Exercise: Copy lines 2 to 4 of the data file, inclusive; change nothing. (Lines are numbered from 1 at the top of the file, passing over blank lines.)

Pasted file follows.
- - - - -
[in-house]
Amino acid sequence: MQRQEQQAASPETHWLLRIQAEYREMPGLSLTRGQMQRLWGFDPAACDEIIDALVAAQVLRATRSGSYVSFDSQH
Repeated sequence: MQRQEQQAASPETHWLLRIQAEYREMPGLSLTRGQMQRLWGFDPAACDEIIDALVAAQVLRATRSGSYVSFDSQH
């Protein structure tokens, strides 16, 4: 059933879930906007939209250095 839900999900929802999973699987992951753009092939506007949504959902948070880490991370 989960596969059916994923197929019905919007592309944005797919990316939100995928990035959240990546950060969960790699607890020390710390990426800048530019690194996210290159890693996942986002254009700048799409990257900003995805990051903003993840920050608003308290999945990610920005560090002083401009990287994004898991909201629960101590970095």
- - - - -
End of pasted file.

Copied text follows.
Amino acid sequence: MQRQEQQAASPETHWLLRIQAEYREMPGLSLTRGQMQRLWGFDPAACDEIIDALVAAQVLRATRSGSYVSFDSQH
Repeated sequence: MQRQEQQAASPETHWLLRIQAEYREMPGLSLTRGQMQRLWGFDPAACDEIIDALVAAQVLRATRSGSYVSFDSQH
């Protein structure tokens, strides 16, 4: 059933879930906007939209250095 839900999900929802999973699987992951753009092939506007949504959902948070880490991370 989960596969059916994923197929019905919007592309944005797919990316939100995928990035959240990546950060969960790699607890020390710390990426800048530019690194996210290159890693996942986002254009700048799409990257900003995805990051903003993840920050608003308290999945990610920005560090002083401009990287994004898991909201629960101590970095």